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Pupu Picks
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Sekiya’s Spans Generations

By Steve Murray Photos By Nathalie Walker
July 1, 2012

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Change is greeted at Sekiya’s like processed cheese in Paris, and that’s just the way its customers like it. Since 1935, generations of diners have stopped by the Kaimuki landmark to dine on okazu, sushi, plate lunches and good old American hot dogs and hamburgers. Manager Mary Kaui, who has been greeting customers for 14 years, has seen parents turn into grandparents and keiki into parents of their own.

“I love the customers here. They know your name. They are really more like family then just customers,” she says.

Popular appetizers at Sekiya’s are as different as the eclectic mix of customers who regularly come from as far away as Kaneohe and Waianae. Corned Beef Hash (95 cents per piece) is a traditional tasty hash that is tempura fried.

Inari Sushi ($1.35), with moist vinegar rice, carrots and string beans, is a nice way to begin your meal or to take with you to be enjoyed later. Takeout is a big deal here. The Okazu deli boasts some 25 items, but as with all things on the seven-page menu, customers have their favorites from which they rarely vary. In fact, as we were chatting, a customer came, ordered and left within a minute. It’s not that surprising, says Kaui.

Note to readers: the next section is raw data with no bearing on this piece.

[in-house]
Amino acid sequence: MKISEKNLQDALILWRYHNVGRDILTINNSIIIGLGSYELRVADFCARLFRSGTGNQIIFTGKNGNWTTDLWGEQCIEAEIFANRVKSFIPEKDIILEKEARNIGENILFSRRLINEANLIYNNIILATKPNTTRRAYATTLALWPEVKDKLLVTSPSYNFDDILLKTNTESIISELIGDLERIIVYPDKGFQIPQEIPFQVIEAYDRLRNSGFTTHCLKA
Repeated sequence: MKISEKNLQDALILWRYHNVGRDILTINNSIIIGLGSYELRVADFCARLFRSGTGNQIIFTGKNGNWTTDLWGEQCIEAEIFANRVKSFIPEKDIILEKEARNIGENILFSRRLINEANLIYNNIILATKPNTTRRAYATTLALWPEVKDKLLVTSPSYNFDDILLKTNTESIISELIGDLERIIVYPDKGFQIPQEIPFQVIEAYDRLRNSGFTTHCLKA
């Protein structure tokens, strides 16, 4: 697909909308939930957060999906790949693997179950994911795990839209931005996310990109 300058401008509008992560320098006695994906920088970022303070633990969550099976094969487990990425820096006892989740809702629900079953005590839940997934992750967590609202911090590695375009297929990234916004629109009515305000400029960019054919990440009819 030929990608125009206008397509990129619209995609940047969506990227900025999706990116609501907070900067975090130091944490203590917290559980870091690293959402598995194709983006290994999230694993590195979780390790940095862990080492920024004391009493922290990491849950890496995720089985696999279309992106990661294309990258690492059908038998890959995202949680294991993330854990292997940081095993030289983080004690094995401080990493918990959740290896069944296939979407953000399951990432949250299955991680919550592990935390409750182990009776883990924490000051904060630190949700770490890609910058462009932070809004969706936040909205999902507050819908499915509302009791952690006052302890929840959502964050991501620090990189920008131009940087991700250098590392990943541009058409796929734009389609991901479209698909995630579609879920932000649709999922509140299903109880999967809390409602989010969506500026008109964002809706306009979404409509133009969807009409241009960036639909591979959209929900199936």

“He comes in every day at the same time and orders the same thing. He doesn’t even have to tell us what he wants. We get a lot of people like that.”

Another option, whether getting it on the go or dining with your friends and neighbors, is Maki Sushi ($3.95), which is big enough to be cut into eight hearty portions, or the Standard Bento ($7.25). The bento is a tummy-satisfying mix of maki sushi, chow mein noodles, shoyu chicken, barbecue beef, a hot dog, namasu and tsukemono.

Oh, and everything on the menu is made fresh just like grandma would. It has to be because tutu has been eating here for years and wouldn’t stand for anything else.

Sekiya’s Restaurant and Delicatessen

2476 Kaimuki Ave., Honolulu
732-1656
Sunday-Thursday: 8 a.m.-10 p.m.
Friday and Saturday: 8 a.m.-11 p.m.
Okazu daily from 8 a.m.-4:30 p.m.